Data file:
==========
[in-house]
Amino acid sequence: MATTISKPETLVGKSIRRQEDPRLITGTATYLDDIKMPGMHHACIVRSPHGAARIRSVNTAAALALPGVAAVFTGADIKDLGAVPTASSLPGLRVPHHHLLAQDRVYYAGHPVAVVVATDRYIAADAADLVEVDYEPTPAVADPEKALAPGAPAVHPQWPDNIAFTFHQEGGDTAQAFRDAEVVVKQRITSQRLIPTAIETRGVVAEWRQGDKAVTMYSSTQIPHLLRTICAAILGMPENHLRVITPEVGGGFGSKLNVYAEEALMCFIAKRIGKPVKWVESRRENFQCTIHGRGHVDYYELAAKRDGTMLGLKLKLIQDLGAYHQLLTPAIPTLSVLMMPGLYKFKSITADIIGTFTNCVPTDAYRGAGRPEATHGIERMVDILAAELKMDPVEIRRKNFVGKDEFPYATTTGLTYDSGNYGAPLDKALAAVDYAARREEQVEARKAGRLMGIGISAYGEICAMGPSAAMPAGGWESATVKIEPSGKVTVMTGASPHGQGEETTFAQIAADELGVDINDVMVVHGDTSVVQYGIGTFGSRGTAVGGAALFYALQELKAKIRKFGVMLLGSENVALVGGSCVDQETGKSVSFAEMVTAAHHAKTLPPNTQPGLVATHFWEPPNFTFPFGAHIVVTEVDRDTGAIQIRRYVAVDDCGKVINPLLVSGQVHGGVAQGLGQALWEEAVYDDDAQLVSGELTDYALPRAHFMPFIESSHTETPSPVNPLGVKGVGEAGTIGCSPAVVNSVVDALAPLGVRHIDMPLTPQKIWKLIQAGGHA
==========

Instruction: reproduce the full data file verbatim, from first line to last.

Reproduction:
[in-house]
Amino acid sequence: MATTISKPETLVGKSIRRQEDPRLITGTATYLDDIKMPGMHHACIVRSPHGAARIRSVNTAAALALPGVAAVFTGADIKDLGAVPTASSLPGLRVPHHHLLAQDRVYYAGHPVAVVVATDRYIAADAADLVEVDYEPTPAVADPEKALAPGAPAVHPQWPDNIAFTFHQEGGDTAQAFRDAEVVVKQRITSQRLIPTAIETRGVVAEWRQGDKAVTMYSSTQIPHLLRTICAAILGMPENHLRVITPEVGGGFGSKLNVYAEEALMCFIAKRIGKPVKWVESRRENFQCTIHGRGHVDYYELAAKRDGTMLGLKLKLIQDLGAYHQLLTPAIPTLSVLMMPGLYKFKSITADIIGTFTNCVPTDAYRGAGRPEATHGIERMVDILAAELKMDPVEIRRKNFVGKDEFPYATTTGLTYDSGNYGAPLDKALAAVDYAARREEQVEARKAGRLMGIGISAYGEICAMGPSAAMPAGGWESATVKIEPSGKVTVMTGASPHGQGEETTFAQIAADELGVDINDVMVVHGDTSVVQYGIGTFGSRGTAVGGAALFYALQELKAKIRKFGVMLLGSENVALVGGSCVDQETGKSVSFAEMVTAAHHAKTLPPNTQPGLVATHFWEPPNFTFPFGAHIVVTEVDRDTGAIQIRRYVAVDDCGKVINPLLVSGQVHGGVAQGLGQALWEEAVYDDDAQLVSGELTDYALPRAHFMPFIESSHTETPSPVNPLGVKGVGEAGTIGCSPAVVNSVVDALAPLGVRHIDMPLTPQKIWKLIQAGGHA